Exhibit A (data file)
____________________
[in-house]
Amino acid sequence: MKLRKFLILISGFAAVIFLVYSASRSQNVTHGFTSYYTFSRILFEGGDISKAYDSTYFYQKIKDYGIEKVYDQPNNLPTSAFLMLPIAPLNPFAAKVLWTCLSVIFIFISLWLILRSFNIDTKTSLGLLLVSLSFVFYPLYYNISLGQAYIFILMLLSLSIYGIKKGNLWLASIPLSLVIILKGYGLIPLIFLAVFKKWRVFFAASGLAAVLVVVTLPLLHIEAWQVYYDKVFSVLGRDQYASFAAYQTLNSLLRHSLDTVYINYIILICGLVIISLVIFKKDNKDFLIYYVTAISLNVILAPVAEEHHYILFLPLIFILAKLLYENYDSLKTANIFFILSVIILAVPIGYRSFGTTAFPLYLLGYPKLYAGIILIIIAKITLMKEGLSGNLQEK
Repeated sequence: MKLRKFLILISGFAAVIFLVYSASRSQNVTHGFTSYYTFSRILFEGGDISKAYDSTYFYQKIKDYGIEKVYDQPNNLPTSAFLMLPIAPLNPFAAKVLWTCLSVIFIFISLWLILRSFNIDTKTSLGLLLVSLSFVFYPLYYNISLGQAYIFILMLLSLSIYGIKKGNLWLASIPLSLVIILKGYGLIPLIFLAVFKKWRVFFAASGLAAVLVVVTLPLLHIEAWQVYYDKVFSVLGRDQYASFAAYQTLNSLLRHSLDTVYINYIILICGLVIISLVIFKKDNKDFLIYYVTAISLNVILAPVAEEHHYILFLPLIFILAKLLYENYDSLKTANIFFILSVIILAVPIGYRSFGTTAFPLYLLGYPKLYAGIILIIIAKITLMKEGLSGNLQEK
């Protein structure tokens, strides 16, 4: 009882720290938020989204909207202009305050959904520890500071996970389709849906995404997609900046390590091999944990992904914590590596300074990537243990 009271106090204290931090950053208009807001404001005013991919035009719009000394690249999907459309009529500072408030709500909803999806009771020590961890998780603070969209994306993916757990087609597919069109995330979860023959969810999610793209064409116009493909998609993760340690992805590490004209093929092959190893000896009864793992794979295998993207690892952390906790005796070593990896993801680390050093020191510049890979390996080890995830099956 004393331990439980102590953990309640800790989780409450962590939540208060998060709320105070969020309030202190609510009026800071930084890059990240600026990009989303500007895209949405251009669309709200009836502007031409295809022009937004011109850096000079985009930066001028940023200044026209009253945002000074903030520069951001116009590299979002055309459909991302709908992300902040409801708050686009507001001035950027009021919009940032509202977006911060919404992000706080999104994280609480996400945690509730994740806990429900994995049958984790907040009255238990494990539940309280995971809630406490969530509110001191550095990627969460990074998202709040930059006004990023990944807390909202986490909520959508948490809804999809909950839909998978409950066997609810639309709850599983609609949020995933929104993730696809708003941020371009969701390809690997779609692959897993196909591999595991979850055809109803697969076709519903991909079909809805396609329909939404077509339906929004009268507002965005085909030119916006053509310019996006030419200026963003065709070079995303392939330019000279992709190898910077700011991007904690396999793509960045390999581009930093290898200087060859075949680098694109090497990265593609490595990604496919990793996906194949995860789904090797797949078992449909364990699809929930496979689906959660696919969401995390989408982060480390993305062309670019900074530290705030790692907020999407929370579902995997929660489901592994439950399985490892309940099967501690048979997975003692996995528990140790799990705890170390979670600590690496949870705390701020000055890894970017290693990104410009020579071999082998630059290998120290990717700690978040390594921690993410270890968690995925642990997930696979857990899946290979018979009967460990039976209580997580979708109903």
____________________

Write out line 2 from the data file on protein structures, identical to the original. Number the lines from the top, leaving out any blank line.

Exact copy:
Amino acid sequence: MKLRKFLILISGFAAVIFLVYSASRSQNVTHGFTSYYTFSRILFEGGDISKAYDSTYFYQKIKDYGIEKVYDQPNNLPTSAFLMLPIAPLNPFAAKVLWTCLSVIFIFISLWLILRSFNIDTKTSLGLLLVSLSFVFYPLYYNISLGQAYIFILMLLSLSIYGIKKGNLWLASIPLSLVIILKGYGLIPLIFLAVFKKWRVFFAASGLAAVLVVVTLPLLHIEAWQVYYDKVFSVLGRDQYASFAAYQTLNSLLRHSLDTVYINYIILICGLVIISLVIFKKDNKDFLIYYVTAISLNVILAPVAEEHHYILFLPLIFILAKLLYENYDSLKTANIFFILSVIILAVPIGYRSFGTTAFPLYLLGYPKLYAGIILIIIAKITLMKEGLSGNLQEK